By Bruce R. Posten, Reading Eagle
(Used by permission. This article appeared in the January 8, 2006, issue
of the Reading Eagle.)
Last summer, Arthur and Gail Dawson White of Wyomissing were hoping
and praying that Arthur would receive a gift. Before Thanksgiving, Dawn
Baxter, 49, of Brecknock Township gave him one – a kidney.
Dawn said she was moved to help the Whites after a letter from Gail – a
plea for a kidney donor – crossed her desk as an office administrator
for West Berks Mission District, a coalition of 47 Lutheran churches
in Berks County. The Whites are members of Atonement Lutheran Church,
In August, Dawn read an article about the Whites’ situation in the
Reading Eagle. The successful organ transplant on Nov. 11, at Pinnacle Health
Transplant Center in Harrisburg, is expected to last 61-year-old Arthur
the rest of his life – 15 to 25 years perhaps.
Since the operation, Arthur has been thriving, traveling with friends,
visiting his wife’s Philadelphia elementary school, doing chores
around the house and serving on an assessment board.
It is the second life-saving kidney transplant for Arthur, who inherited
the gene for polycystic kidney disease from his mother. The disease
killed three of her siblings near the age of 50.
Polycystic kidney disease involves the growth of cysts on each kidney.
Arthur’s first operation, in 1994 at Hershey Medical Center, used
a donated kidney from his wife. That gift lasted nearly 11 years before
facing chronic rejection last spring, forcing Arthur to return to dialysis
three days a week.
The Whites believe persistence and perseverance on Gail’s part, and
patience and positivism on Arthur’s, miraculously led them to the
kindness of a stranger, Dawn.
Dawn respects what the Whites believe.
Describing herself as a faithful Lutheran, Dawn also is a wife; mother
of two adult children; a part-time parish secretary at St. John Lutheran
Church, Mohnton; and a member of Allegheny Lutheran Church, Knauers.
She looks at life this way: “I don’t ask people to do things
I wouldn’t want to do myself – or haven’t done myself.”
With a diabetic husband and mother, Dawn considered the possibility
that one day she might have to be an organ donor for a member of her own
“I always thought about being an organ donor, but, honestly, I thought
I’d be dead before I did it.” she said, with a chuckle.
Nevertheless, live transplant donations have a strong success rate.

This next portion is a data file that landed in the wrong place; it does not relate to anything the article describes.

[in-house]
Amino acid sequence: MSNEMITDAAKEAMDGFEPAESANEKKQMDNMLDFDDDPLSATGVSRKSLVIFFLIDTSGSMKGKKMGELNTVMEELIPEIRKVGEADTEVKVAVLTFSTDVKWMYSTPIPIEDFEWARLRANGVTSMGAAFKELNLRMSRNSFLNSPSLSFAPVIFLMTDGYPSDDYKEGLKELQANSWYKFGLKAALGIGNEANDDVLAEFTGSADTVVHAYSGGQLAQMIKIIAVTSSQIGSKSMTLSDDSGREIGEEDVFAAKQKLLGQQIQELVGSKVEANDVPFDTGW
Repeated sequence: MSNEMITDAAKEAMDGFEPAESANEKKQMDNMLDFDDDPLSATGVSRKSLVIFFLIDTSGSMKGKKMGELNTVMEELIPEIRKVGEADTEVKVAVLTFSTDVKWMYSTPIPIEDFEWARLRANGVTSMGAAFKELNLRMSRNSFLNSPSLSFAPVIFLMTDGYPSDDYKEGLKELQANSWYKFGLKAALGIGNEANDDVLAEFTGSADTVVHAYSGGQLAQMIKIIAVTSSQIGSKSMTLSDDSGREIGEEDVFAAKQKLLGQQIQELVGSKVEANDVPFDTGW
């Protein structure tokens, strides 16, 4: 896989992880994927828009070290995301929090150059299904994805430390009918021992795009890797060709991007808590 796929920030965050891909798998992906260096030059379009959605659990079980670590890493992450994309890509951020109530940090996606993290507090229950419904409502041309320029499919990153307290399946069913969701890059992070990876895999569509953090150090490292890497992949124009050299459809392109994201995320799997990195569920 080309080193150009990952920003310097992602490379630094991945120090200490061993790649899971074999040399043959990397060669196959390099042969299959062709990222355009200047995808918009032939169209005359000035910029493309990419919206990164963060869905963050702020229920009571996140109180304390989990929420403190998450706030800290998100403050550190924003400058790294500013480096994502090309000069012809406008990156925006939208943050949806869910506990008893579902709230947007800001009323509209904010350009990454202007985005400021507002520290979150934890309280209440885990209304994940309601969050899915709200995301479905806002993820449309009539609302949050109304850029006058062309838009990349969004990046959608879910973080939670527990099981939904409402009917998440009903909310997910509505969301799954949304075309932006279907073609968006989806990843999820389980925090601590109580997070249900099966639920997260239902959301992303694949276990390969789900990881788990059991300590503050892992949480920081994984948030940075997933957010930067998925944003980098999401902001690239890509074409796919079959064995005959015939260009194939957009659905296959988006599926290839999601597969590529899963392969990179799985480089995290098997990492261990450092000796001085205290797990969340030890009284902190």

Dawn learned this and much more when she called Gail to glean details
about the Whites’ situation to pass along to the local Lutheran
Subsequently, she talked to Geri Goldman, transplant coordinator at
PinnacleHealth, and gathered even more information that increased her
resolve to undertake
the preliminary tests to become a kidney donor.
“I found out my blood type didn’t match my husband’s, and my
mother told me she wouldn’t want to go through it (an operation),” Dawn
Dawn’s blood type did match Arthur’s.
At that point, she pondered deeply. She seemed motivated by one important
“I took into consideration that I would want somebody to step up and do
for my husband what I did for somebody else.” Dawn said.
“It is so hard just to say one thing about Dawn,” said Gail, who
played the role of vocal medical advocate for her more taciturn husband.
“Dawn gave us our lives back, and she asked for nothing,” Gail said. “We
don’t know how to thank her enough.”
“It was Dawn’s kindness and Gail’s perseverance that made this
possible,” said Arthur, who underwent the transplant on a Friday and
was up walking into Dawn’s room on Saturday to make sure she was
And, indeed, Dawn was. She left the hospital on Sunday afternoon. Arthur
was home by Tuesday.
“I really didn’t have any problems,” said Dawn.
On Christmas Eve, Gail and Arthur attended worship services at Dawn’s
church, where they took poinsettias and flowers in her honor. They also
reacquainted themselves with members of Dawn’s family: her husband,
William, an underwriting manager for an insurance company; and sons,
Jason, 27, a chemical engineer; and Andrew, 22, enrolled in a mathematics
program at Rutgers University in New Jersey.
“I don’t know, but there was some electricity – an instant connection – I
felt with Dawn when I first talked with her on the phone before I knew she
would be a donor, when she was just gathering more information to relay
to church members,” Gail said.
The Whites had crossed paths with Dawn earlier last summer when she
was working at a city Habitat for Humanity project that Arthur was
supervising. They weren’t formally introduced at that time.
When Dawn finally called the Whites in late August to tell them her
blood type matched Arthur’s, Gail sensed there was a miracle afoot.
However, there were more tissue tests to be done.
“They went to the test on Monday,” Gail said, “and by Wednesday
there was a florist’s truck at our door with a delivery of one red
rose and note addressed to Art that I promptly opened. The flower and note
were from Dawn. It read, “Time to celebrate, we are compatible.” The
florist must have thought it was a computer dating thing.”
In this new year, the dried rose with its note and ribbon remain in
the White’s home on a hutch.
Gail keeps it as a symbol of what is possible when someone reaches
out to a community with nothing more than hope.
For Dawn’s part, she wishes her act may allay fears and inspire
others to do what she did, even though she appreciates that not everyone
capable of bestowing such a gift.
Gail said when she and Arthur attended Dawn’s church on Christmas
Eve, the minister told the story of the surgeon who, before the operation,
routinely asked Dawn a series of questions about her organ donation: “Are
you giving for a family member? Are you giving for a close friend?” Dawn’s
answers to both questions were “No.”
What followed was a pause…
And then Dawn said, “I’m giving to someone who needs it.”
It was an answer simple enough and miraculous enough, too.